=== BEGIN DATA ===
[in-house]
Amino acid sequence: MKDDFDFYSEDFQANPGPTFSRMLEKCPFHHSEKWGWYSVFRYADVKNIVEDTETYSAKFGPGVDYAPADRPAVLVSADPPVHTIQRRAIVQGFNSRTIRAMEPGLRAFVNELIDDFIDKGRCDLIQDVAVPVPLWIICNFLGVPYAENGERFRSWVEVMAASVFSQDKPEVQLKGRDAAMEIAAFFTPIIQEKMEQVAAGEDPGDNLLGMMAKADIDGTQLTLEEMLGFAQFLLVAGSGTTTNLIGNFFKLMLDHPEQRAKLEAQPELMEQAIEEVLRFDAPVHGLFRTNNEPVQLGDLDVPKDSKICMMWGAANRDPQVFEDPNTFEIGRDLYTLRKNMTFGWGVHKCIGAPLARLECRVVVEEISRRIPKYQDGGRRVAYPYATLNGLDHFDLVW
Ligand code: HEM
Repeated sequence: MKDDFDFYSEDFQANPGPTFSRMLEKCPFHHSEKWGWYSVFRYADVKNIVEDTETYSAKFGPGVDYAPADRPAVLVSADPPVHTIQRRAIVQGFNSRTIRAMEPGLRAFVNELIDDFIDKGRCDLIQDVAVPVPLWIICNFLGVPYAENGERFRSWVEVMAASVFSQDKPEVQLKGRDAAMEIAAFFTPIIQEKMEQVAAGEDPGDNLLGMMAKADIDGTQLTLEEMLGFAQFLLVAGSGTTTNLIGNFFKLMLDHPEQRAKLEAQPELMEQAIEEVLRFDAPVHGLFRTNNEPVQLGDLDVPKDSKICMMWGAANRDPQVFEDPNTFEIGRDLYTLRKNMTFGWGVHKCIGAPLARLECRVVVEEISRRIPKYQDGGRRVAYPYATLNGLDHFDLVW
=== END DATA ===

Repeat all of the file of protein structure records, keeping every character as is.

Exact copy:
[in-house]
Amino acid sequence: MKDDFDFYSEDFQANPGPTFSRMLEKCPFHHSEKWGWYSVFRYADVKNIVEDTETYSAKFGPGVDYAPADRPAVLVSADPPVHTIQRRAIVQGFNSRTIRAMEPGLRAFVNELIDDFIDKGRCDLIQDVAVPVPLWIICNFLGVPYAENGERFRSWVEVMAASVFSQDKPEVQLKGRDAAMEIAAFFTPIIQEKMEQVAAGEDPGDNLLGMMAKADIDGTQLTLEEMLGFAQFLLVAGSGTTTNLIGNFFKLMLDHPEQRAKLEAQPELMEQAIEEVLRFDAPVHGLFRTNNEPVQLGDLDVPKDSKICMMWGAANRDPQVFEDPNTFEIGRDLYTLRKNMTFGWGVHKCIGAPLARLECRVVVEEISRRIPKYQDGGRRVAYPYATLNGLDHFDLVW
Ligand code: HEM
Repeated sequence: MKDDFDFYSEDFQANPGPTFSRMLEKCPFHHSEKWGWYSVFRYADVKNIVEDTETYSAKFGPGVDYAPADRPAVLVSADPPVHTIQRRAIVQGFNSRTIRAMEPGLRAFVNELIDDFIDKGRCDLIQDVAVPVPLWIICNFLGVPYAENGERFRSWVEVMAASVFSQDKPEVQLKGRDAAMEIAAFFTPIIQEKMEQVAAGEDPGDNLLGMMAKADIDGTQLTLEEMLGFAQFLLVAGSGTTTNLIGNFFKLMLDHPEQRAKLEAQPELMEQAIEEVLRFDAPVHGLFRTNNEPVQLGDLDVPKDSKICMMWGAANRDPQVFEDPNTFEIGRDLYTLRKNMTFGWGVHKCIGAPLARLECRVVVEEISRRIPKYQDGGRRVAYPYATLNGLDHFDLVW